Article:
Critical Characteristics of CSTDs:
How They May Evolve in the Future
Healthcare professionals must sometimes deliver patient treatments that include hazardous drugs such as monoclonal antibodies and chemotherapy medications. These drugs can save patients' lives, but can also affect the health status of others through skin contact, inhalation, accidental hand-to-mouth ingestion, or sharps injuries. Leaks of these drugs, when handling for compounding, reconstitution, or administration, put patients and healthcare professionals, patient families and friends, and the environment in the healthcare facility or patients' homes at risk through potential exposure.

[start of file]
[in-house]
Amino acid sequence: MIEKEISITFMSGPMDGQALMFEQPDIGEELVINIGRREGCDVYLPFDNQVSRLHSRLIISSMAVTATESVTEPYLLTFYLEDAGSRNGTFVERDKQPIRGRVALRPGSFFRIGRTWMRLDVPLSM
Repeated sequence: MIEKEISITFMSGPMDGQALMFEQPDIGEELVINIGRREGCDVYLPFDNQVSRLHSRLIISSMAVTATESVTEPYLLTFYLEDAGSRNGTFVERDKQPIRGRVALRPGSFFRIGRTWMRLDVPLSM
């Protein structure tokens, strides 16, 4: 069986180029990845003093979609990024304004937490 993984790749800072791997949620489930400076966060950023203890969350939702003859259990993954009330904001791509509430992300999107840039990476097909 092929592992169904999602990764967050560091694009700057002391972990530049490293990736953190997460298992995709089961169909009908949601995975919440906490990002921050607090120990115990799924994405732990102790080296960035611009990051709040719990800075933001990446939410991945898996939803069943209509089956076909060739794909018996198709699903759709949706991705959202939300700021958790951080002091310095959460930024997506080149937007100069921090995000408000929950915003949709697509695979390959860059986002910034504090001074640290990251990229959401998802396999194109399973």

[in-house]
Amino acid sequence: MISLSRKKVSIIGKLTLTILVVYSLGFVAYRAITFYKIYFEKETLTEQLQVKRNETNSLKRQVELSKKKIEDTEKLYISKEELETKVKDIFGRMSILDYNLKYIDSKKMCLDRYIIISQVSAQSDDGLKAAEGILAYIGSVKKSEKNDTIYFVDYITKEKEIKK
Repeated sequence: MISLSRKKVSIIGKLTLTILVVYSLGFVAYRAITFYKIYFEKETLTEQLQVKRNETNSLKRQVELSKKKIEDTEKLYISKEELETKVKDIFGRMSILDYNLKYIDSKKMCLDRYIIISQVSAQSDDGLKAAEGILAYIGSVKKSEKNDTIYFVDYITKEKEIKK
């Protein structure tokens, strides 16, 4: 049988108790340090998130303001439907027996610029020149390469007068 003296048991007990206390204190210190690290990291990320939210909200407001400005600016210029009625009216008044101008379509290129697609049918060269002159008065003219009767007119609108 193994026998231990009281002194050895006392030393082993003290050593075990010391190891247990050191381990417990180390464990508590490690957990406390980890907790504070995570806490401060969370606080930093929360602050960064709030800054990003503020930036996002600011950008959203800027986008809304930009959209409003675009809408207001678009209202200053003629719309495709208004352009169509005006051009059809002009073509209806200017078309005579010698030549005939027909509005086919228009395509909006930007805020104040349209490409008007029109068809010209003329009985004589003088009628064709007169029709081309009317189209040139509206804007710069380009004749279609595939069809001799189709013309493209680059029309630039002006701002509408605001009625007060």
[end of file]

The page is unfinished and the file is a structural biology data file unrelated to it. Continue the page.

According to the CDC1 approximately eight million healthcare professionals in the United States face the danger of exposure to hazardous drugs in the workplace. These at-risk professionals include nursing and pharmacy personnel, operating room staff, physicians, surgeons, environmental services professionals, those employed in research laboratories, care workers in veterinary clinics, and those in shipping and receiving areas. Closed-system drug-transfer devices (CSTDs) offer a safe way to work with hazardous drugs.